I am in the last quarter of Hack Reactor's 12-week advanced software engineering immersive. I have wrestled with Git, solved problems with algorithms, and written a lot of code that does a lot of cool stuff. I have also written a lot of code that didn't work as expected.
There was one project where literally nothing worked. My team had inherited a web app from a previous project and we were tasked with adding additional functionality. My team was able to bang on the project until cool things happened. My stuff never, ever worked.
I tried to rescope my role, I changed tech stacks, I asked for help from staff. I did lots of research and wrote lots of code. Then I was out of time. I felt like I had just wasted several days of my life. After the deadline, my team presented a demo of the app. They had built some cool functionality. I was really happy for them. And I was very sad for me. This is a huge part of my portfolio right now. Can I even include it on my resume when I didn't contribute anything?
It is currently on my resume and I know how to talk about it now, after encouragement from the staff and reflecting on another time when I was devastated by what I thought was an abject failure.
In the fall of 2003, I went to college with a full-ride ROTC scholarship. I left the program after the first semester. I felt like I had lost everything I had ever worked for. Looking back it was one of the best decisions I've ever made. The military lifestyle is not one that would make me happy. I shoudn't feel ashamed for trying and determining that it was a bad fit. It is better that I be self-aware and move forward when things aren't working than stay just to prove that I can.
The same thing can be said for my 'failed' project. We are always working under a deadline. Sometimes we write jenky code. Sometimes we don't even know why our code works. When the deadline hits and we have a successful deliverable, we get to be proud of it, no matter how jenky it is or if we can explain why it works. At this part of the program, we're software engineers and nobody has a magic solution. We're the experts. Sometimes the experts don't have answers. Your work can be valuable even if it didn't appear in the final product.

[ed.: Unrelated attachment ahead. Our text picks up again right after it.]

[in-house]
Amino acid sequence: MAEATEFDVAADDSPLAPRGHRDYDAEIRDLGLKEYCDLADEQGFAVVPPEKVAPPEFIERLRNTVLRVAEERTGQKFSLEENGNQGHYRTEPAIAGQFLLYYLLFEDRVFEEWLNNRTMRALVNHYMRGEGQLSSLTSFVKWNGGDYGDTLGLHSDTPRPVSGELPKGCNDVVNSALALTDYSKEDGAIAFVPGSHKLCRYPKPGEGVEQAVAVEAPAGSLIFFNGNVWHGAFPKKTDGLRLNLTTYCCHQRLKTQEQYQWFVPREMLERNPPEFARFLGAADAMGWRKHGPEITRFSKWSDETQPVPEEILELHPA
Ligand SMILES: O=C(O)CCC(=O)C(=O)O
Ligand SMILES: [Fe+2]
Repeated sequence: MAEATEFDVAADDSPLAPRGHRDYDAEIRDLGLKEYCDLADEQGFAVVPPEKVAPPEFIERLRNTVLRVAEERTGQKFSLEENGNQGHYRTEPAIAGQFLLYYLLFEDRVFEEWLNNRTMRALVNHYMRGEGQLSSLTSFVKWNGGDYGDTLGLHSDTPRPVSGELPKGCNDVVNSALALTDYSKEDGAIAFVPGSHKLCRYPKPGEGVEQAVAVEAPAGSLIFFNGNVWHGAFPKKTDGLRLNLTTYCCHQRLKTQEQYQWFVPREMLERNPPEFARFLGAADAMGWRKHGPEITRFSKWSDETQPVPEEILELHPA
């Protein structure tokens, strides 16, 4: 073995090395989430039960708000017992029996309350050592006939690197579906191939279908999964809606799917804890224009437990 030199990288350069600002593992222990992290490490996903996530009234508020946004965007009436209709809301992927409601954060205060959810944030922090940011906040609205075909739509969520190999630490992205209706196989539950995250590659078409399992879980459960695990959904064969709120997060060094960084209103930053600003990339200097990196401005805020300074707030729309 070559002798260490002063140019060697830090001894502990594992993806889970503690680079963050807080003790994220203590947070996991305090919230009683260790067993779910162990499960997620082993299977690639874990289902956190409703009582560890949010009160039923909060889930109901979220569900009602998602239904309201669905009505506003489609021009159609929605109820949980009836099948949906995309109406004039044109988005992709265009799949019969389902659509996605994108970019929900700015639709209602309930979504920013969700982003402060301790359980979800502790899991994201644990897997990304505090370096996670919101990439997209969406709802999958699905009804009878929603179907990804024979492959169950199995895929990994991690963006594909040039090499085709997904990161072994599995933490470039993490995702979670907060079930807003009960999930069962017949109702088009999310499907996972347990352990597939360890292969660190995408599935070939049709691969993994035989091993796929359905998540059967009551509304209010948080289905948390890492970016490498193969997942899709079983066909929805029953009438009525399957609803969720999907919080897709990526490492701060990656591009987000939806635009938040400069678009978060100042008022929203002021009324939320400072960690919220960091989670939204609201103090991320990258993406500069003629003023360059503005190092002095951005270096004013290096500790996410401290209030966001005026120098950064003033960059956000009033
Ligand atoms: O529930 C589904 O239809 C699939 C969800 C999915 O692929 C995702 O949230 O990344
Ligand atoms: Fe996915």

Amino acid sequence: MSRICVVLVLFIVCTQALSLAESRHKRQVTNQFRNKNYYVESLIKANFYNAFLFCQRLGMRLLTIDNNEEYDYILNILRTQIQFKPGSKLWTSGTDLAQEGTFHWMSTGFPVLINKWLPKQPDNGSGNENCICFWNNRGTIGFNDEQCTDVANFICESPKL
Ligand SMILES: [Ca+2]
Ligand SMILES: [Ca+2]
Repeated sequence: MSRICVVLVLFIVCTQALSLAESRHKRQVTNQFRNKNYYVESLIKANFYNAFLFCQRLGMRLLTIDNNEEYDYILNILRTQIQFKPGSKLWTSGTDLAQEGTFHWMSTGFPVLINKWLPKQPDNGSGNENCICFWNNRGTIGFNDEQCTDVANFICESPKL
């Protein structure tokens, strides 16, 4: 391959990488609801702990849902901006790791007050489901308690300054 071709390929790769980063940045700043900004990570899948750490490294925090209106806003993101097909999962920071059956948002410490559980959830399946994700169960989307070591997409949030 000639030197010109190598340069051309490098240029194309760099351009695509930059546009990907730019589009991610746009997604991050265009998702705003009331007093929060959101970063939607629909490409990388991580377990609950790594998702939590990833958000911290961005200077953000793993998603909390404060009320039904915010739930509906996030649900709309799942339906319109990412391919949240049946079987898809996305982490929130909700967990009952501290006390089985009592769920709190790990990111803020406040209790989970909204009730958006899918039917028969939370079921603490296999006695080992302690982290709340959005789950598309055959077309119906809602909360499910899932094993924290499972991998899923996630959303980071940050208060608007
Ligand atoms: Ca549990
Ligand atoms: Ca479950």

Thomas Edison said, 'I have not failed. I've just found 10,000 ways that won't work.' I had learned lots of ways my project wouldn't work. I learned some other things, too.
Being a good software engineer requires empathy.
It's easy to blame the person who wrote the original code, or the tech they used, when you are having trouble building on an existing project. Because I am not them, I don't know if they felt the same frustrations that I did when the wrote it originally. They may have tried 10,000 things that didn't work. They felt the same pressures that I did. I know how they feel. It isn't their fault that I can't get this to work now. It might not be anybody's fault. It just might not work.
I'm not advocating that we stop striving for excellence in our coding. I am advocating that we be nice to ourselves and to others while we all try to write better code. Just because my code wasn't in production during the demo doesn't mean it wasn't valuable.
Sometimes you have to take a bullet for your team.
Sometimes you choose a path that leads to a dead end. Sometimes you run straight into a brick wall. While you were doing that, another teammate was working on something that worked. By the general definition of a team, if you are working on something that's failing, you are freeing up another team member to work on something else.
You are learning what doesn't work. You are researching a testing possible solutions. You're helping the team make decisions about what features to keep and which ones to cut. Those are valid pieces of your story and deserve to be talked about.
It's easier to whip Git into submission, I've written a few more algorithms, and I've written a lot more code and not all of it worked. And that's ok. I'm still building cool things at Hack Reactor and I'm ready to talk about them, even if it didn't work like I expected.